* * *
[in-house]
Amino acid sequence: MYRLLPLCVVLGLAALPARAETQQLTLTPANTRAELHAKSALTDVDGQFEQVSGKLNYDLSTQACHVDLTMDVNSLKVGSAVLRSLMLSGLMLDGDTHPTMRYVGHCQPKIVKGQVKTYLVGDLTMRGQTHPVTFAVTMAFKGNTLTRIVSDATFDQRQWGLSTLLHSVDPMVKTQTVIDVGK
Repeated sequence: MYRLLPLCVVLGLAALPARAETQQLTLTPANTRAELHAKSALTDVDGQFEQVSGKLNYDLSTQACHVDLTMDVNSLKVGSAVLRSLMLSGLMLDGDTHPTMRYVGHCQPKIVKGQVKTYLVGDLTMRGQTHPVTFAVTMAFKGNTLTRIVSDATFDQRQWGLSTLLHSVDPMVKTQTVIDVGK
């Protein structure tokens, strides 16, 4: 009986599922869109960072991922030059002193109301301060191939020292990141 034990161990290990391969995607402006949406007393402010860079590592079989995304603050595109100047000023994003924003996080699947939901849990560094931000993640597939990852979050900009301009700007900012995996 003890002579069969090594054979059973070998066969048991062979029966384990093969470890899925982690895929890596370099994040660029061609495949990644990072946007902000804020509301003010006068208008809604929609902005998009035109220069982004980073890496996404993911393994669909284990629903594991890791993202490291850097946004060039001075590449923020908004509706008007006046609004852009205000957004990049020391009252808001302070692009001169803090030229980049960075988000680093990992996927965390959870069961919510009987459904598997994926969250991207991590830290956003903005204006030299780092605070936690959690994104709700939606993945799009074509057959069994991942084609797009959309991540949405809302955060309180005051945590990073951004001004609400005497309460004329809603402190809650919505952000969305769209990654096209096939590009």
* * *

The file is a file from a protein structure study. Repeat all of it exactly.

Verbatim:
[in-house]
Amino acid sequence: MYRLLPLCVVLGLAALPARAETQQLTLTPANTRAELHAKSALTDVDGQFEQVSGKLNYDLSTQACHVDLTMDVNSLKVGSAVLRSLMLSGLMLDGDTHPTMRYVGHCQPKIVKGQVKTYLVGDLTMRGQTHPVTFAVTMAFKGNTLTRIVSDATFDQRQWGLSTLLHSVDPMVKTQTVIDVGK
Repeated sequence: MYRLLPLCVVLGLAALPARAETQQLTLTPANTRAELHAKSALTDVDGQFEQVSGKLNYDLSTQACHVDLTMDVNSLKVGSAVLRSLMLSGLMLDGDTHPTMRYVGHCQPKIVKGQVKTYLVGDLTMRGQTHPVTFAVTMAFKGNTLTRIVSDATFDQRQWGLSTLLHSVDPMVKTQTVIDVGK
């Protein structure tokens, strides 16, 4: 009986599922869109960072991922030059002193109301301060191939020292990141 034990161990290990391969995607402006949406007393402010860079590592079989995304603050595109100047000023994003924003996080699947939901849990560094931000993640597939990852979050900009301009700007900012995996 003890002579069969090594054979059973070998066969048991062979029966384990093969470890899925982690895929890596370099994040660029061609495949990644990072946007902000804020509301003010006068208008809604929609902005998009035109220069982004980073890496996404993911393994669909284990629903594991890791993202490291850097946004060039001075590449923020908004509706008007006046609004852009205000957004990049020391009252808001302070692009001169803090030229980049960075988000680093990992996927965390959870069961919510009987459904598997994926969250991207991590830290956003903005204006030299780092605070936690959690994104709700939606993945799009074509057959069994991942084609797009959309991540949405809302955060309180005051945590990073951004001004609400005497309460004329809603402190809650919505952000969305769209990654096209096939590009």